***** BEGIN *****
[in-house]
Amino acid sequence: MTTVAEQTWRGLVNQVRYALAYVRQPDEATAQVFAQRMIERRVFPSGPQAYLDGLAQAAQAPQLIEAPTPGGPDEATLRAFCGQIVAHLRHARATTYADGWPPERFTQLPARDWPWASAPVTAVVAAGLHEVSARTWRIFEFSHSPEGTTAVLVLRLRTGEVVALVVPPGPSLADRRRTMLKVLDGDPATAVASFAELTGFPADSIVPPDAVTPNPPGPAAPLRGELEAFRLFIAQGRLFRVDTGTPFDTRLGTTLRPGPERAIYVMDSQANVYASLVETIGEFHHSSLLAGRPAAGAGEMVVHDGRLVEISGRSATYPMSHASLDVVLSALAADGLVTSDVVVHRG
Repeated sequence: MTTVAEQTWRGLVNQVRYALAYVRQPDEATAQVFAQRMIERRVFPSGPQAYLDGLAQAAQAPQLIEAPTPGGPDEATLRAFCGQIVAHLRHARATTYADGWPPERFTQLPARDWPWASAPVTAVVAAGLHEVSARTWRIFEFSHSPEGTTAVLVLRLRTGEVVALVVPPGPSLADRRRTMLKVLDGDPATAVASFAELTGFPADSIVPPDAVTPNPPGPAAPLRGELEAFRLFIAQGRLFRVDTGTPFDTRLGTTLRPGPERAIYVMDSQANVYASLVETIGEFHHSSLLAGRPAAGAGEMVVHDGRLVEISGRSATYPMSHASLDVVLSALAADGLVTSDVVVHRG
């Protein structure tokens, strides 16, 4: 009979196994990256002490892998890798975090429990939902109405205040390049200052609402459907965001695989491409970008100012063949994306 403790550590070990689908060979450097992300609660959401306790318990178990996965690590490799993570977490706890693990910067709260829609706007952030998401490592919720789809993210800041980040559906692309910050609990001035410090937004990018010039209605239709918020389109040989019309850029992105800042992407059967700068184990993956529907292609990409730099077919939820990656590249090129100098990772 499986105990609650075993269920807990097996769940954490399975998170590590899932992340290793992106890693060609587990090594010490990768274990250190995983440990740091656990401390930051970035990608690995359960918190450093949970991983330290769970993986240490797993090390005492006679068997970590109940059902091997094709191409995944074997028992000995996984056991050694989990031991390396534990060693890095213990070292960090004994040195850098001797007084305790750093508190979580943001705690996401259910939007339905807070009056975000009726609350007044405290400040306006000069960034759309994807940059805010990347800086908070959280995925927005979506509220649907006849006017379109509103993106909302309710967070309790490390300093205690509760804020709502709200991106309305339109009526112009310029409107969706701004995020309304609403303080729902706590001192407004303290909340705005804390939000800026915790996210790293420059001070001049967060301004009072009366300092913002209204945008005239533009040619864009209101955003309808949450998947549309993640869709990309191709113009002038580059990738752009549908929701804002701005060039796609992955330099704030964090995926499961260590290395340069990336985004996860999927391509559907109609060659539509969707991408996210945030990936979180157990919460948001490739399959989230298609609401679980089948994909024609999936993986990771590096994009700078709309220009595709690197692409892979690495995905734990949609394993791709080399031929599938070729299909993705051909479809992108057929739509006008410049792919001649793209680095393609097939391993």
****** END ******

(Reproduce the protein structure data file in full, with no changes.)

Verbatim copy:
[in-house]
Amino acid sequence: MTTVAEQTWRGLVNQVRYALAYVRQPDEATAQVFAQRMIERRVFPSGPQAYLDGLAQAAQAPQLIEAPTPGGPDEATLRAFCGQIVAHLRHARATTYADGWPPERFTQLPARDWPWASAPVTAVVAAGLHEVSARTWRIFEFSHSPEGTTAVLVLRLRTGEVVALVVPPGPSLADRRRTMLKVLDGDPATAVASFAELTGFPADSIVPPDAVTPNPPGPAAPLRGELEAFRLFIAQGRLFRVDTGTPFDTRLGTTLRPGPERAIYVMDSQANVYASLVETIGEFHHSSLLAGRPAAGAGEMVVHDGRLVEISGRSATYPMSHASLDVVLSALAADGLVTSDVVVHRG
Repeated sequence: MTTVAEQTWRGLVNQVRYALAYVRQPDEATAQVFAQRMIERRVFPSGPQAYLDGLAQAAQAPQLIEAPTPGGPDEATLRAFCGQIVAHLRHARATTYADGWPPERFTQLPARDWPWASAPVTAVVAAGLHEVSARTWRIFEFSHSPEGTTAVLVLRLRTGEVVALVVPPGPSLADRRRTMLKVLDGDPATAVASFAELTGFPADSIVPPDAVTPNPPGPAAPLRGELEAFRLFIAQGRLFRVDTGTPFDTRLGTTLRPGPERAIYVMDSQANVYASLVETIGEFHHSSLLAGRPAAGAGEMVVHDGRLVEISGRSATYPMSHASLDVVLSALAADGLVTSDVVVHRG
């Protein structure tokens, strides 16, 4: 009979196994990256002490892998890798975090429990939902109405205040390049200052609402459907965001695989491409970008100012063949994306 403790550590070990689908060979450097992300609660959401306790318990178990996965690590490799993570977490706890693990910067709260829609706007952030998401490592919720789809993210800041980040559906692309910050609990001035410090937004990018010039209605239709918020389109040989019309850029992105800042992407059967700068184990993956529907292609990409730099077919939820990656590249090129100098990772 499986105990609650075993269920807990097996769940954490399975998170590590899932992340290793992106890693060609587990090594010490990768274990250190995983440990740091656990401390930051970035990608690995359960918190450093949970991983330290769970993986240490797993090390005492006679068997970590109940059902091997094709191409995944074997028992000995996984056991050694989990031991390396534990060693890095213990070292960090004994040195850098001797007084305790750093508190979580943001705690996401259910939007339905807070009056975000009726609350007044405290400040306006000069960034759309994807940059805010990347800086908070959280995925927005979506509220649907006849006017379109509103993106909302309710967070309790490390300093205690509760804020709502709200991106309305339109009526112009310029409107969706701004995020309304609403303080729902706590001192407004303290909340705005804390939000800026915790996210790293420059001070001049967060301004009072009366300092913002209204945008005239533009040619864009209101955003309808949450998947549309993640869709990309191709113009002038580059990738752009549908929701804002701005060039796609992955330099704030964090995926499961260590290395340069990336985004996860999927391509559907109609060659539509969707991408996210945030990936979180157990919460948001490739399959989230298609609401679980089948994909024609999936993986990771590096994009700078709309220009595709690197692409892979690495995905734990949609394993791709080399031929599938070729299909993705051909479809992108057929739509006008410049792919001649793209680095393609097939391993």